Course Descriptions – On Campus Program

Fall Courses

Leaders of organizations must often make difficult decisions that pit the rights of one set of stakeholders against another. Having multiple stakeholders or bottom-lines brings with it challenges when conflicts arise, with the perennial question of whose rights/benefits prevail?  What trade-offs need to be made between multiple bottom lines? Does the mission of the organization prevail over the privileges of employees/clients? To what extent can large donors influence the mission of the organization? What is an appropriate social return on investment? This course will introduce the factors that influence moral conduct, the ethical issues that arise when pursuing social goals, and discuss the best ways to promote ethical conduct within such organizations. The course will use specific case studies, real and hypothetical, to analyze a variety of ethical issues that arise [including finance, governance, accountability, fundraising, labor (paid and unpaid), client groups, and service provision] among the multiple stakeholders and balancing multiple bottom-lines. This course is offered in the fall semester and will conclude by discussing ways that organizations can prevent and correct misconduct, develop a spirit of ethical behavior, and institutionalize ethical values in the organization’s culture.

Fall 2020

Thursdays, 4:00pm – 7:00pm

Economic analysis and financial accounting are like languages: fluency comes with practice. In-class review of case studies (including, on occasion, in-person discussions with the representatives of diverse agencies and organizations featured in the case studies) will enable students to test and develop their capacity for applying conceptual tools and analytical methods to sometimes messy and always complicated, real-life situations.

The course objective is to develop theoretical understanding, critical judgment, and practical skills for sensitive and effective engagement with financial and economic matters of significance. Students will learn:

  • Different ways of thinking about the economic foundations of social policy,
  • The basic terminology, tools, and methods for analyzing the financial statements of a wide range of organizations, and
  • Accounting procedures for evaluating business, government, and organizational operations, policies, and practices.

This course is at once macro and micro in its orientation. It provides a conceptual basis—derived from mainstream and alternative perspectives—for thinking about the economic and financial dimensions of human development and social policy, and it introduces a set of core competencies for leadership and financial management of organizations, including conventionally and alternatively structured for-profit enterprises and not-for-profit organizations, consulting firms, research institutions, schools, arts and culture organizations, governmental agencies, philanthropies, cooperatives and employee owned businesses, movement collectives, labor unions, religious institutions, community development corporations, community development financial institutions, local currencies, community land trusts, resource trusts, and other third-sector organizations. The course is open to students across the University. All graduate students who take this course must register under NPLD 790. All undergraduate students must register under NPLD 590.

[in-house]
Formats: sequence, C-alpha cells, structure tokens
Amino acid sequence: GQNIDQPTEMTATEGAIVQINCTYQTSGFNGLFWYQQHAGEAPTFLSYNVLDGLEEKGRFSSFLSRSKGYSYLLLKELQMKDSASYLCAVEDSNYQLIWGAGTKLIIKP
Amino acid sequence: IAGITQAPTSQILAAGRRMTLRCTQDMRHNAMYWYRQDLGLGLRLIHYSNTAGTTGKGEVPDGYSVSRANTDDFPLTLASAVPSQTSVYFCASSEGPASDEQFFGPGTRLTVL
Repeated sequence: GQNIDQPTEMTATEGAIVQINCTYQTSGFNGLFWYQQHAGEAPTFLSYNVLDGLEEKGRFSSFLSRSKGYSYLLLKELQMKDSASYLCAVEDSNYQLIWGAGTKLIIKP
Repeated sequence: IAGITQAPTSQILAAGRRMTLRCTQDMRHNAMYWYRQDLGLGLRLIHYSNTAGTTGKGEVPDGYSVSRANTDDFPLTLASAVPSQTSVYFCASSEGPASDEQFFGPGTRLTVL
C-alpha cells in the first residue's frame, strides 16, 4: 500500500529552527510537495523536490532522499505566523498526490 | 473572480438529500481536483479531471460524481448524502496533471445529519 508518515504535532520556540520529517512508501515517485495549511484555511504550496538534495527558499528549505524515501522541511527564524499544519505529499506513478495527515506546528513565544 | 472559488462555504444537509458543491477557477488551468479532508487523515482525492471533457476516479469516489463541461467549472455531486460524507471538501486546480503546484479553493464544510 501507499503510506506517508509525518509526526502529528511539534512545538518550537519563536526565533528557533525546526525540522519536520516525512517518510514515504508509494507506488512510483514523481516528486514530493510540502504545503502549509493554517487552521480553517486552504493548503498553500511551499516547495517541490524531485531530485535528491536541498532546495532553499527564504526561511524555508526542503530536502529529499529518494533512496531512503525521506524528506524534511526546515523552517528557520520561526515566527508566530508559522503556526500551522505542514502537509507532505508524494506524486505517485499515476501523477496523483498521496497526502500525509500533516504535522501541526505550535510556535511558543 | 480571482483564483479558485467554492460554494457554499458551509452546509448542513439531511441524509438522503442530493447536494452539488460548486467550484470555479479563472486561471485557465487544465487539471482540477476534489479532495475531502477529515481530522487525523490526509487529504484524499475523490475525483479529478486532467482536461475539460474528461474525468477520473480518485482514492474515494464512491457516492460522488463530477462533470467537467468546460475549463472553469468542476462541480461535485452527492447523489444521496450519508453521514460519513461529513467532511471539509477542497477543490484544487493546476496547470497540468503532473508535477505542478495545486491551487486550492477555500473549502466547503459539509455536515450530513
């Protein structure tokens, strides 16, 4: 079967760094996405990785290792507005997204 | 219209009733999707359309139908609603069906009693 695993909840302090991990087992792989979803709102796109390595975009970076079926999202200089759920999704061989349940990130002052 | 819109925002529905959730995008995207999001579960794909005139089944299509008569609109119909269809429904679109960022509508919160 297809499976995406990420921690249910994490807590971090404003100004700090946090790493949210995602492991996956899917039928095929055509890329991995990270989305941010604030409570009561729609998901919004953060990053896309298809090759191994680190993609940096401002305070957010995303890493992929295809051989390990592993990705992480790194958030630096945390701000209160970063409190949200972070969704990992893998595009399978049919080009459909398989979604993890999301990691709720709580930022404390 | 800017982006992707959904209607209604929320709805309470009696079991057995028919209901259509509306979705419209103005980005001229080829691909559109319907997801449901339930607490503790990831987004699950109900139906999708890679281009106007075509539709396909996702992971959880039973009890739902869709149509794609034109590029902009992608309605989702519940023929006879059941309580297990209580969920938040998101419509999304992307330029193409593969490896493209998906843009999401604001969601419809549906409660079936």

Fall 2020

Tuesdays, 6:30pm – 8:30pm

CALL TO ACTION! It is time for the next generation to reshape the world. NPLD 791 provides opportunities for participants to create new insights that help to rebuild the environment-humanity relationship, advance the human condition, and re-form the prevailing economic system.

NPLD 791 is a 1 cu synchronous, virtual, experiential course that operates on the principles of discovery learning. It has three parts: (1) A primer that explains the course architecture; (2) Module 1, which enables course members to hone their inter-personal and group skills while also studying a scholarly text on a specific societal dilemma; (3) Module 2, which has course members working together, developing implementable plans that address a real world problem of their choosing.

In 791 members are in three separate sections for the primer and Module 1. In Module 2 all sections work together. A special feature of this course is that participants co-discover and co-create three different bodies of insights. After every session, small groups of participants co-educate their peers about what they have just learned. This has a multiplier effect. Basically each individual does one full course, but gains three courses worth of education.